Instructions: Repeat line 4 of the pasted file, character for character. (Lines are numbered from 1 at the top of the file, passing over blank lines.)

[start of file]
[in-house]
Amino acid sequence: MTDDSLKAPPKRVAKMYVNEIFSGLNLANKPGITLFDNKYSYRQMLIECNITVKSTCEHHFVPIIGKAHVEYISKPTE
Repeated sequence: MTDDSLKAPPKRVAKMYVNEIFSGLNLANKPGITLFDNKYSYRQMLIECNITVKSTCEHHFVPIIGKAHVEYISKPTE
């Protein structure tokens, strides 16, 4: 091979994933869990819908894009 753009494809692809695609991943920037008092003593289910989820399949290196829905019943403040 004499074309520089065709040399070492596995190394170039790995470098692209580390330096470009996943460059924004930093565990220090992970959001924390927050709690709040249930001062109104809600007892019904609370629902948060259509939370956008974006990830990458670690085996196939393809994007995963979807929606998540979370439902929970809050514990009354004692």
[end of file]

């Protein structure tokens, strides 16, 4: 091979994933869990819908894009 753009494809692809695609991943920037008092003593289910989820399949290196829905019943403040 004499074309520089065709040399070492596995190394170039790995470098692209580390330096470009996943460059924004930093565990220090992970959001924390927050709690709040249930001062109104809600007892019904609370629902948060259509939370956008974006990830990458670690085996196939393809994007995963979807929606998540979370439902929970809050514990009354004692």